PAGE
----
Residents in the area of the fire named "Loma" claim recent control burns sparked the fire over the weekend that quickly blackened hundreds of acres. Cal Fire could not confirm reports that a controlled burn may have sparked the wildfire, adding that a team of investigators is exploring all possibilities.
Midday Monday Cal Fire lifted a mandatory evacuation order for residents of the Summit Road, Highland Way and Ormsby Cutoff areas. By noon officials said no homes were being threatened by the flames.
One man who lost his home said he actually witnessed smoldering embers from a control burn on Saturday.
One of the fire's earliest victims were two families who lived on the same property. They lost most of what they owned.
Frank Dito said he woke up with just enough time to get himself and his daughter out alive.
"I've lost quite a bit and somebody gave me a pair of shoes this morning and a pair of pants and I got a sleeping bag," Dito said.
While Cal Fire says the cause of the fire is still being investigated, neighbors including Dito are putting the blame on the agency itself.
"Cal Fire for the last eight days has been doing controlled burns right up the road where the fire originated and yesterday a neighbor and I went out there and the fires were still burning but they were not there. They were smoldering and then the wind came up and started the fire," Dito said.
The fire was only 20-percent contained by Monday morning. Officials said their biggest challenge today will be the winds. The forecast calls for even stronger winds in the coming days. A wind advisory will be in effect Tuesday with possible gusts of up to 55 mph anticipated.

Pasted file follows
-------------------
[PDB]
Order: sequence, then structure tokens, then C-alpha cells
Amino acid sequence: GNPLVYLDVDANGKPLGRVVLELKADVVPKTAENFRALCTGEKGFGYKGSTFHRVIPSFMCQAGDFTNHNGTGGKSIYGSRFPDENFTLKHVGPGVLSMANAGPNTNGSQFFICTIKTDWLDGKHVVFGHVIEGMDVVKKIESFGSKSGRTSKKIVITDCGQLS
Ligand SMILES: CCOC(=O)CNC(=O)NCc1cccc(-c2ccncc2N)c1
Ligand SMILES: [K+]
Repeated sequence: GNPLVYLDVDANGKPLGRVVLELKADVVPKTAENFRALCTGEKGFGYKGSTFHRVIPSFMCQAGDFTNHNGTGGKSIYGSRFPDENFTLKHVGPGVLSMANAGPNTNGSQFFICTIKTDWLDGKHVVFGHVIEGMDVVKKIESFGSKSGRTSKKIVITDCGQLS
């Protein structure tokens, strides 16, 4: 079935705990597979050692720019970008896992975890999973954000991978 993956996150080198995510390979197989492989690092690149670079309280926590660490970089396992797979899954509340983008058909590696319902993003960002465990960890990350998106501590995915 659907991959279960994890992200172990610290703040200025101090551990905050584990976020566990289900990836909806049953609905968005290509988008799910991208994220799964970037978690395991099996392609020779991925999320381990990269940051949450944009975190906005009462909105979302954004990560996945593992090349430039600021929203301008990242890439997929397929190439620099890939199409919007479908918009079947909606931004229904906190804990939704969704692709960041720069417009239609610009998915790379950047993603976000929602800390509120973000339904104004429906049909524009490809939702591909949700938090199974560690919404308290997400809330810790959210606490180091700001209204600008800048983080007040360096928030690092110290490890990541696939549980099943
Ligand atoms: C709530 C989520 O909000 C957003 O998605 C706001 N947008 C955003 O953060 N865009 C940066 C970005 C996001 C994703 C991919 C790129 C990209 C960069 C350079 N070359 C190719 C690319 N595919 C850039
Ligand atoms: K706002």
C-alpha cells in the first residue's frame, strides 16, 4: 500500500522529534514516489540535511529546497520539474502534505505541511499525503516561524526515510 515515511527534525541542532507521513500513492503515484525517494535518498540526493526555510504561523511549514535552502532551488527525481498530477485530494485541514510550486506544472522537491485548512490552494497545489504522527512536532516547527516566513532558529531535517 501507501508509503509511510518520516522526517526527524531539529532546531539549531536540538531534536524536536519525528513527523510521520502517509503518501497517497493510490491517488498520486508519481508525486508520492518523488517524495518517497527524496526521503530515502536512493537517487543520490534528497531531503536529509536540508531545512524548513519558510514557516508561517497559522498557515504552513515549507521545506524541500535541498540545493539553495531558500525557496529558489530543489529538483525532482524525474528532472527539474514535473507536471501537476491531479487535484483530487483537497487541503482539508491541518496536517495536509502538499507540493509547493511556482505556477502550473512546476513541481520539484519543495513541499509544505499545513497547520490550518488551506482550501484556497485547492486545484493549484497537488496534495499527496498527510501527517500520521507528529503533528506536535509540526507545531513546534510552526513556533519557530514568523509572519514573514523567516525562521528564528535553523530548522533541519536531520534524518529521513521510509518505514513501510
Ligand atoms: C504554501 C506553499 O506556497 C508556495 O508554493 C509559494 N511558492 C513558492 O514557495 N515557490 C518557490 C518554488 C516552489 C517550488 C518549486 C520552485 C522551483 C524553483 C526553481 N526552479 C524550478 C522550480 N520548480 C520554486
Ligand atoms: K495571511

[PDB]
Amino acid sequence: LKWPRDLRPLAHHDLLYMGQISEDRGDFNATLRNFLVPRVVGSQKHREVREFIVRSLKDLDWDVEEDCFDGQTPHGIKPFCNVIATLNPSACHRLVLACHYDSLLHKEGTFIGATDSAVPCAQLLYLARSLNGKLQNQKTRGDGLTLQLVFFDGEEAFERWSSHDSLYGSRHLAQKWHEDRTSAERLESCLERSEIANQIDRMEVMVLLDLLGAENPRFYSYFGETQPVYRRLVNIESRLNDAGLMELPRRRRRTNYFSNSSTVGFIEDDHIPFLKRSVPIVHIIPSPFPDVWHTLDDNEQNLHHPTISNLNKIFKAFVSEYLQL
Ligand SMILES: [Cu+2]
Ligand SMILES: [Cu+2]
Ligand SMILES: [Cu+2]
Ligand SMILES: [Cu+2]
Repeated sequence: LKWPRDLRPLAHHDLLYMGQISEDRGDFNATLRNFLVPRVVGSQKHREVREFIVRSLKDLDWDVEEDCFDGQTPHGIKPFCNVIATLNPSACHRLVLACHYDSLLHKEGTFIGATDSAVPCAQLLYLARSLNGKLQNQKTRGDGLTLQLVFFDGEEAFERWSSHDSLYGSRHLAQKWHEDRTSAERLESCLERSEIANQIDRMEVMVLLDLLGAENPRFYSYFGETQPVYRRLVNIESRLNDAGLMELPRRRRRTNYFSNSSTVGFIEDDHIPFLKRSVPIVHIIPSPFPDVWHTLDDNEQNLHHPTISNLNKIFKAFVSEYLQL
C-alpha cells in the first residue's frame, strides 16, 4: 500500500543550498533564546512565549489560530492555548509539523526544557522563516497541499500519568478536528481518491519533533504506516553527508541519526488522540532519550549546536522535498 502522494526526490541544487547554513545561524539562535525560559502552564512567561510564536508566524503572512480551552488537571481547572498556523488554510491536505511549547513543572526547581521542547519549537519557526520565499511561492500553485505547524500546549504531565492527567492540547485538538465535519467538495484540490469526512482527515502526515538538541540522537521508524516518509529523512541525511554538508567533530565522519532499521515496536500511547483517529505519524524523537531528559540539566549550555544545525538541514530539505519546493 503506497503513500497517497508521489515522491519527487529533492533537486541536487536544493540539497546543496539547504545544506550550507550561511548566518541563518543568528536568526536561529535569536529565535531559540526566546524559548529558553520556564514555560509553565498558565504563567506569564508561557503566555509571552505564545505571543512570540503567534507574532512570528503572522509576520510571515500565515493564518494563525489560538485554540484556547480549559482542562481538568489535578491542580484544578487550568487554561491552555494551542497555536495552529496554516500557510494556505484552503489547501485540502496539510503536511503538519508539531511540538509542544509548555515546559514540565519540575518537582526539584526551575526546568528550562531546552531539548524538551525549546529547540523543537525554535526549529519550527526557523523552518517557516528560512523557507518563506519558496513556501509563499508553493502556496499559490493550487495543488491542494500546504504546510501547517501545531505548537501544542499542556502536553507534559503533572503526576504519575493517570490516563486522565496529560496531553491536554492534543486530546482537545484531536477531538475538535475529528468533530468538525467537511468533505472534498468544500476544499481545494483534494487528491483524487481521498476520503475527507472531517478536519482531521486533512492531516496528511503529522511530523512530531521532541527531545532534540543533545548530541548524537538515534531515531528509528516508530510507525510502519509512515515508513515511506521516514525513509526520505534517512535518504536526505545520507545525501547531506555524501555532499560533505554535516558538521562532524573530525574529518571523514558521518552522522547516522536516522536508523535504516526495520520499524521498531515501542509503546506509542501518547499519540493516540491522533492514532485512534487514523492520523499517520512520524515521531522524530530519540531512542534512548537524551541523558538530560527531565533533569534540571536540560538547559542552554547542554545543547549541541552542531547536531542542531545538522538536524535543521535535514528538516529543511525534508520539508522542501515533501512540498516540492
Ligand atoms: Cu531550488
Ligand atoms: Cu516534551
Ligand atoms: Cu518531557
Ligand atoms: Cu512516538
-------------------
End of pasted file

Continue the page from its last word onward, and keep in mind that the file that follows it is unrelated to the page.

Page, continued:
Cal Fire ordered hundreds of people to leave their homes in the Santa Cruz mountains Sunday morning after decided the flames threatened dozens of structures.
The wildfire burned northwest of Gilroy in the Santa Cruz Mountains. Two homes and several structures were destroyed Sunday.
The fire was first reported at 3 a.m. and had burned about 600 acres by midday, a Cal Fire spokeswoman said.
The fire is burning close to last summer's Summit Fire that burned 35 homes in 2008.
Cal Fire set up a command post at the Santa Cruz County fairgrounds in Watsonville. Cal Fire says more than 1,000 people are fighting the fire. They list 100 engines and several helicopter and air tankers are on the scene.
Dan Dawson with Dan Dawson photography posted the below video from the fire line Sunday morning.